Table 2: The iron core diameter average and its standard deviation of all our samples in relation to the two set parameters, He flow rate and ferrocene/isooctane concentration. Samples with 1.1 < < 1.4 are quite monodisperse. Samples having above 1.4 (He flow of 60 sccm and low ferrocene concentration) are bimodal.
fig2
Figure 2: TEM images of iron encapsulated in carbon nanoparticles produced by arc-discharge ( A of current) using different flows and concentrations accompanied by their size distribution histograms. (a) 30 mL/min with a concentration of 1% w/w, (b) 30 mL/min with a precursor concentration of 2% w/w, and (c) 30 mL/min with a concentration of 4% w/w.

Another detail in the micrographs of Figure 2 is the absence of coalescence. This indicates a low concentration of nucleus during the growth process for the conditions listed in Table 2.

By treating all the size distribution results with ORIGIN tools, and were determined. To measure the diameter of the nanoparticles we used ImageJ, a free software tool for image processing and analysis. Figure 3 shows the histogram of the size distribution for the nanoparticles which have been synthesized under a precursor flow of 60 mL/min and a ferrocene concentration of 4% w/w. The resulting geometric size average is 5.22 nm and the geometric standard deviation 1.22.

178524.fig.003
Figure 3: Histogram of the size distribution for iron nanoparticles grown under precursor concentration of 4% w/w and He flow of 60 mL/min. The iron core is 5.22 nm and the geometric standard deviation σ 1.22.

All the studied samples (Table 2) present a size distribution of the iron core between 5.22 nm and 8.18 nm. This could be due to the stabilization of the growth of the carbon shell after reaching the critical radius of a carbon sphere. Under this hypothesis, the formation of a stable carbon shell would limit the Fe core growth. According to the studies reported by Kuznetsov et al. [9], the nucleation of carbon on the surface of the metal catalyst is something common for all kinds of carbon deposits. The difference in morphology of the carbon deposits depends on the reaction conditions and on the nature of the metal catalyst. A thermodynamic analysis of the effect of different reaction parameters on the critical radius of the carbon nucleus was performed and showed that an increase in the temperature can be responsible for the formation of smaller nuclei.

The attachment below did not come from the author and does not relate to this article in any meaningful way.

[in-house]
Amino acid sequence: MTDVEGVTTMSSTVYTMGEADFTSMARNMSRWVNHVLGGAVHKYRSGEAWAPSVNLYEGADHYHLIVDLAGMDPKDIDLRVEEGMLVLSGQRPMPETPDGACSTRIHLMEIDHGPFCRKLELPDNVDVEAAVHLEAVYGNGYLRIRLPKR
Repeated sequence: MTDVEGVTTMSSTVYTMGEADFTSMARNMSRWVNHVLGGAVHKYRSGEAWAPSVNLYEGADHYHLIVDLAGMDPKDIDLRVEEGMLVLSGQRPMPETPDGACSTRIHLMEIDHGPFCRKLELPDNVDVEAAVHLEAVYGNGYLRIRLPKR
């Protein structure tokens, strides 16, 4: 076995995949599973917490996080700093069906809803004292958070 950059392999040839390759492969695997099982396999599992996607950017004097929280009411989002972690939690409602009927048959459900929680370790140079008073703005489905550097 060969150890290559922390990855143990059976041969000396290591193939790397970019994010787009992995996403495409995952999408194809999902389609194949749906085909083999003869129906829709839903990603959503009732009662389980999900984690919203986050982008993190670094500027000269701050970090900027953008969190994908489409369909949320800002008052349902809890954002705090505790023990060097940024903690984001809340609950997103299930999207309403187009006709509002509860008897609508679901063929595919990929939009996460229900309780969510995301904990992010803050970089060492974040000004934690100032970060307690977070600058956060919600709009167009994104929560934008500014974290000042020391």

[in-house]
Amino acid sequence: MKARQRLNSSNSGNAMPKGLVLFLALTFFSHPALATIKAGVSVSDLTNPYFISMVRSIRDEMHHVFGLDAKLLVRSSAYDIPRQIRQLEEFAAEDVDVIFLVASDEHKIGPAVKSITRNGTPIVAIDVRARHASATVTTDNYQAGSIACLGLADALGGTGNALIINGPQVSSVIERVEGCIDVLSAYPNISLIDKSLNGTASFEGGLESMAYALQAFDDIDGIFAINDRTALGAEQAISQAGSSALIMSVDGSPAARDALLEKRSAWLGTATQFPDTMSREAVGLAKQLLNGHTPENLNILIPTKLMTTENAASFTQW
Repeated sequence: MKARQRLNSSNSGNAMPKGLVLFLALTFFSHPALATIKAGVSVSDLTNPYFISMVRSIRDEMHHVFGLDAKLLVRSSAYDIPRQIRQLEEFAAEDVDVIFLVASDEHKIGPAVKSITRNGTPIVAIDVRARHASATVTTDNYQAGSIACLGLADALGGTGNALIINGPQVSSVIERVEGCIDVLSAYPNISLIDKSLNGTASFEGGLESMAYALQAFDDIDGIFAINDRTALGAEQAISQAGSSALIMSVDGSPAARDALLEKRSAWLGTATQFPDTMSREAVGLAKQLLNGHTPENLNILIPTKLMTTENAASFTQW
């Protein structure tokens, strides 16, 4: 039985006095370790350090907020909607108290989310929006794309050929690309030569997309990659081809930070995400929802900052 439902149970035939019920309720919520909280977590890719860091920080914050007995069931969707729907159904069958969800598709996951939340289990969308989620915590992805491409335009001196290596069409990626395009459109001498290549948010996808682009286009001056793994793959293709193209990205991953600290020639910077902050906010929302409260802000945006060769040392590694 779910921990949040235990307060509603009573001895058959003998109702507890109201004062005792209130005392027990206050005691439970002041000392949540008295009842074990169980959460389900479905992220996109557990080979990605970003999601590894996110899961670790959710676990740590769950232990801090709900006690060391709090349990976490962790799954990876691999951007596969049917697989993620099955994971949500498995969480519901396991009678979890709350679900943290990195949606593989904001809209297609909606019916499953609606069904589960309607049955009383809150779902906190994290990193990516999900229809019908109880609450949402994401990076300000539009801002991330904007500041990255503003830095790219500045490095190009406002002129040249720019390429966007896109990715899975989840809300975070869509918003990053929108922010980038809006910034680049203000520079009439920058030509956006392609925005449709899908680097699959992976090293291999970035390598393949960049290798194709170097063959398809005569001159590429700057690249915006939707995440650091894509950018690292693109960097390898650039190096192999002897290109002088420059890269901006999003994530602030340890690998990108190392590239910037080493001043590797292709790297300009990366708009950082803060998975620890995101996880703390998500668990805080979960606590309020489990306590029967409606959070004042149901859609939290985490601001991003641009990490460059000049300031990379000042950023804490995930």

Another interesting fact supporting the formation of a carbon shell on the iron nanoparticles is that the use of metals, which are characterized by a higher metal-carbon energy bond, yields nanotubes of smaller radius [9]. In these studies, the critical radius of the carbon is related to the change in Gibbs free energy during the nucleation [9]. The only sample that seems not to follow this assumption is the one grown under conditions of 1% w/w of Fe concentration and precursor flow of 30 mL/min. This result could be related to the higher residence time associated with a low flow rate, which leads to an increase in the core size and a delay in reaching the conditions of carbon supersaturation located outside the hot plasma region.

To discuss the size distribution of our samples we can rely on the geometric standard deviation, . The results of size and dispersion of iron cores along with their experimental parameters are listed in Table 2. A geometric standard deviation lower than 1.1 indicates a monodisperse size distribution, whereas for values above 1.4 indicates a wide distribution of size. Between these two values the size distribution is considered quite monodispersed. When the dispersion is larger than 1.4, the size distribution is considered to be bimodal [10]. Table 2 lists the level of dispersion of the different samples.

The absence of oxygen in the spectrum was preliminarily evidenced by the energy-dispersive X-ray analysis (STEM-EDX). Oxygen peak is not present in the spectrum in the expected energy (O-Kα at 525 eV), which indicates a low level of oxygen. In addition, an HRTEM picture of a iron encapsulated in carbon nanoparticle was taken (Figure 4). To obtain the crystal structure of the iron core and the carbon shell, we calculated its fast Fourier transform (inset of Figure 4). The only phases evidenced from this figure were the α-Fe ( -spacing = 0,202 nm) and the iron carbide ( -spacing = 0,221 nm). No diffraction points of iron oxides were detected [11] in any of our samples. The phases of iron carbide probably are located in the interface between the iron core and the carbon shell. As we comment below from the magnetic measurements, the content of the iron carbide phase is minor if compared with the α-Fe.

178524.fig.004
Figure 4: TEM image of a nanoparticle. In the small picture we can see the diffraction pattern from which we obtain the crystalline structure of the iron core. Here it corresponds to the α-phase.

In addition carbon shell appears surrounding completely the iron cores forming crystalline domains with a structure similar to the fullerene one.